Lou Levitt and his wife, Sue, spent the first 23 years of their married life in Wilmington, Del. Lou spent 50 to 70 hours a week working as a successful CPA, building his nest egg. Sue worked the same demanding hours for nonprofits, raising money for prep schools throughout the Philadelphia area.
"I didn't believe that I would ever retire; I mean really retire,” said Lou. “I'd like to work until the day I die."
The Levitts always knew "one day" they would settle in a beach community. The sun, the surf and the active lifestyle appealed to them. But it wasn't until July of 1999, that the day unexpectedly arrived.
“My wife decided to move to Tampa and take a job down there, with or without me,” said Lou.
“I came down to start this job and I went in hook, line and sinker,” said Sue. “I thought, ‘Wow, this is great! This is an awesome challenge.’ And I never gave it a second's thought.”
The start of Sue's dream job was waiting for her in Tampa, Fla. And, at just 60 years old, the start of a new retired life was waiting for Lou.
“How could I tell her no, she can't do that? It's like a once in a lifetime kind of thing,” said Lou. “My timetable had to be changed, and I hoped I wouldn't be caught in a rut for too long a period of time.”
A recent study by a group of Cornell University psychologists found that retirement can spark depression. The study of over 500 married men and women between the ages of 50 and 74 found that men who retired while their wives were still working showed a higher level of stress and depression than retired men whose wives did not work.
“It was impossible. It was traumatic and it was difficult and I wasn't happy with me,” said Lou. “I wasn't happy with anything. And I occupied my time doing things that were non-sensible and just passing the time with grace, so to speak. I didn't have anything to run to. I had times that there was just nothing to do. And I would nap a lot; I would go to malls and just walk through the mall.”
“When he would tell me that he didn't have enough to do or he really wasn't so sure about this place, then of course I would immediately go around and find lists of volunteer opportunities and some kind of classes that were available,” said Sue. “I would expect him to take the information and immediately the next morning, get up and call and fix all of this. But he didn't fix it.”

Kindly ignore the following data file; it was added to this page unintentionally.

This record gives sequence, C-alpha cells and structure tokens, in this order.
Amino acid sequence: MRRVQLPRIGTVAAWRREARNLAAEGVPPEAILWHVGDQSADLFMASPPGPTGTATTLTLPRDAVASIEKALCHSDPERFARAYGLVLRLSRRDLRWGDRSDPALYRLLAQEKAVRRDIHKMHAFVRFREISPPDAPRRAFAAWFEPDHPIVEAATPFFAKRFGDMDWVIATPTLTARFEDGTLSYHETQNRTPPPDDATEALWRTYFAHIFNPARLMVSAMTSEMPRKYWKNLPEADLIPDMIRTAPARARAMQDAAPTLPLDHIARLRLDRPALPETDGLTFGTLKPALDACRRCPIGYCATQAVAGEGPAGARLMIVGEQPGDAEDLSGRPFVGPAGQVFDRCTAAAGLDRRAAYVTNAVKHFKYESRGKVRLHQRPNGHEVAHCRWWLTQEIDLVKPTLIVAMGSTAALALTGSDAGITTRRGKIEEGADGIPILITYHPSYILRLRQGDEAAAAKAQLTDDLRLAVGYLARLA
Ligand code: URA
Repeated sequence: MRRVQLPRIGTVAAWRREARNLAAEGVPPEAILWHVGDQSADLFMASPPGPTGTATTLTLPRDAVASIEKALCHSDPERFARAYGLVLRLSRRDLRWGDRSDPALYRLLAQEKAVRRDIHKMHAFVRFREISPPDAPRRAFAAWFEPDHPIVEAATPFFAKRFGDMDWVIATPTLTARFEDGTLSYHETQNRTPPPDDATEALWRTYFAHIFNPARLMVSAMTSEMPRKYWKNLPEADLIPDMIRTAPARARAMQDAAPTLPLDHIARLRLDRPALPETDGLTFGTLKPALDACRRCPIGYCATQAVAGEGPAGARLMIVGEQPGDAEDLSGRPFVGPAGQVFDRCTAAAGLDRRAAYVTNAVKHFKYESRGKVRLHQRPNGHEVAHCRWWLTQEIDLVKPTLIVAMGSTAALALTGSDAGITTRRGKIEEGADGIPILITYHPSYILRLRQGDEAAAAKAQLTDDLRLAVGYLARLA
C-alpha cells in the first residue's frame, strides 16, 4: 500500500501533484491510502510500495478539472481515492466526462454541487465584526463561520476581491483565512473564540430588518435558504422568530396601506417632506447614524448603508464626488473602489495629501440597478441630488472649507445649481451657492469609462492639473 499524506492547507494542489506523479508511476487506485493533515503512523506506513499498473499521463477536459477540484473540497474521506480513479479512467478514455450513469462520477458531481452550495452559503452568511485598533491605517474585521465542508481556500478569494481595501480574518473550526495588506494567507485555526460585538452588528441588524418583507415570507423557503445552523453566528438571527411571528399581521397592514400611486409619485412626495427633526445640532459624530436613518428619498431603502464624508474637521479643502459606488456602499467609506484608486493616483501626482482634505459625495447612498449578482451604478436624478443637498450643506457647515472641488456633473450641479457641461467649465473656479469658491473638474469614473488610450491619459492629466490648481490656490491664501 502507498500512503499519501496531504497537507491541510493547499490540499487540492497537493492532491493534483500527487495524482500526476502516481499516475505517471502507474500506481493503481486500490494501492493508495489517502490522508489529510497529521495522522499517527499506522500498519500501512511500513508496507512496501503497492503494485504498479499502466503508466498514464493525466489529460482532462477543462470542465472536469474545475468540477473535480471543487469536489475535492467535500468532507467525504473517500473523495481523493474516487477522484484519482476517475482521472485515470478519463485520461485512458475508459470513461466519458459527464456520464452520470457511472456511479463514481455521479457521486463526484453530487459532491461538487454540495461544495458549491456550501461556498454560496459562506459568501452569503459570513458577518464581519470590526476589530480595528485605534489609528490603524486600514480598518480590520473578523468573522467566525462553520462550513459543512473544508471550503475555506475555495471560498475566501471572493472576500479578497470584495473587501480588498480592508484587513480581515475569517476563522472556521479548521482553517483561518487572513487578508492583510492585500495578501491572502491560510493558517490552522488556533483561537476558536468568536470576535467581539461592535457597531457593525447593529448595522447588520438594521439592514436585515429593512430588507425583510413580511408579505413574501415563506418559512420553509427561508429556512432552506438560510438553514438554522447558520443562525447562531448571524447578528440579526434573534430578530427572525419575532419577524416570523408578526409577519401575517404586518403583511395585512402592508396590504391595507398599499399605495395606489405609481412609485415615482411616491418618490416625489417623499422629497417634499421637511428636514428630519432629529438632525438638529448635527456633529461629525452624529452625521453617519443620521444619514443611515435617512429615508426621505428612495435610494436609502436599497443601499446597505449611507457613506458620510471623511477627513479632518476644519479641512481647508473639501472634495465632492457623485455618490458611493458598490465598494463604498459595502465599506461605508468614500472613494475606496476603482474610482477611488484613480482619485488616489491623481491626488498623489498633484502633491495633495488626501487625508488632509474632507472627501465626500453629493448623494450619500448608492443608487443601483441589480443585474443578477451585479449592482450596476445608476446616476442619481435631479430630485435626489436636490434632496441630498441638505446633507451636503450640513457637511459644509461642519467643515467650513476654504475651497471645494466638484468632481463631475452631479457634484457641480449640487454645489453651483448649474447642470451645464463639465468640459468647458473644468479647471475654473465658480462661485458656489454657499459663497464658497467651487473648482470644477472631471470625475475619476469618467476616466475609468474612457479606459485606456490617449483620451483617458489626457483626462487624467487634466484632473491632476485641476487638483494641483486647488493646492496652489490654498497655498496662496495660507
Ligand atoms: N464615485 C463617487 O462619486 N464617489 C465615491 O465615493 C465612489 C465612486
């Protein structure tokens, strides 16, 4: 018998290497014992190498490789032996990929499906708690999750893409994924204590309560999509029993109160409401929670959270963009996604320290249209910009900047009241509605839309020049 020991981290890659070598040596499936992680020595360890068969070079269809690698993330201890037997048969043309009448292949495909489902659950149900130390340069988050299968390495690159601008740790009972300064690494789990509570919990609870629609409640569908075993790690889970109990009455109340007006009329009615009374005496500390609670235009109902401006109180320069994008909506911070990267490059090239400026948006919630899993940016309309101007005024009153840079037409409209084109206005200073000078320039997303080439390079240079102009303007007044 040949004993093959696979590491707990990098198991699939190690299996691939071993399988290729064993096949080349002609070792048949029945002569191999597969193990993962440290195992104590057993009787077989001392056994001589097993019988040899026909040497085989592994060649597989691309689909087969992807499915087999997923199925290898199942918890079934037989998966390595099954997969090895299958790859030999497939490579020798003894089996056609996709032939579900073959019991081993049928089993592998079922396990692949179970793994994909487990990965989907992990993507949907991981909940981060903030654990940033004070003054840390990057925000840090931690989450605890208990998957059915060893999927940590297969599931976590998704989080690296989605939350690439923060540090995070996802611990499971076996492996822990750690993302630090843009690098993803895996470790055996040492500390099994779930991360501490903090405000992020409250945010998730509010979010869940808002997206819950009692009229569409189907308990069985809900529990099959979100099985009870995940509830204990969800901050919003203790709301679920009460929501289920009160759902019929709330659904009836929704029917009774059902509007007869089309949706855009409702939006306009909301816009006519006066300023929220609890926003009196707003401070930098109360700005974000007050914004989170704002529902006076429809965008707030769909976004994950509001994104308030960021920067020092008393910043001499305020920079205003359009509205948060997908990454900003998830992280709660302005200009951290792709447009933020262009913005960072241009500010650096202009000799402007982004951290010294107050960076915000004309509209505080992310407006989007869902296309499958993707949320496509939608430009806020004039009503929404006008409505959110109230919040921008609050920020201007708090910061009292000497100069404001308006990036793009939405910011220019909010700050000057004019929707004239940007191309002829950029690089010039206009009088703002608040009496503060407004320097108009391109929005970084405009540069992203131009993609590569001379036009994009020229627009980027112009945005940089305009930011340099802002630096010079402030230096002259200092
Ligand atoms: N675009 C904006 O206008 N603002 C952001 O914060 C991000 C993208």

Lou spent the next year and a half questioning himself, doubting his decision in moving to Tampa and retiring too early in his life.
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“I was at odds with myself, wondering if I did the right thing, and my only position was, it was the wrong time. And life is timing and mine was absolutely pathetic,” he said. “And then I finally said, after about a year and a half, ‘Well, enough is enough. I need to get back on track.’ ”
“I noticed a difference when he started working out,” said Sue. “He started going three times a week, and I saw a difference then because his energy level picked up. And then he started collecting some clients along the way, and it all began to fall into place.”
“I got back into accounting in a very slow, drawn-out fashion over the last three years and it has been very good,” said Lou. “I do it all by myself. It's me and that's fine and I like it that way.”
It's been five years since the Levitts "retired" to Florida, and during that time, their lives and their roles have evolved. With Lou now working again, Sue finally took the plunge and retired in December.
“It was completely by choice,” she said. “I knew it was going to be weird, and I don't think I ever believed that I didn't have any purpose anymore. It's just the minute-to-minute panic when you don't have so many things to think about.”
“You need a great relationship with your spouse when you retire,” said Lou. “And it's nice when you both retire within the same time proximity.”
“I would have tried to have been more inclusive, so it wouldn't have been such a hard transition for him,” said Sue. “But you know what? For me, I wouldn't have changed anything. My life here has been pretty complete.”
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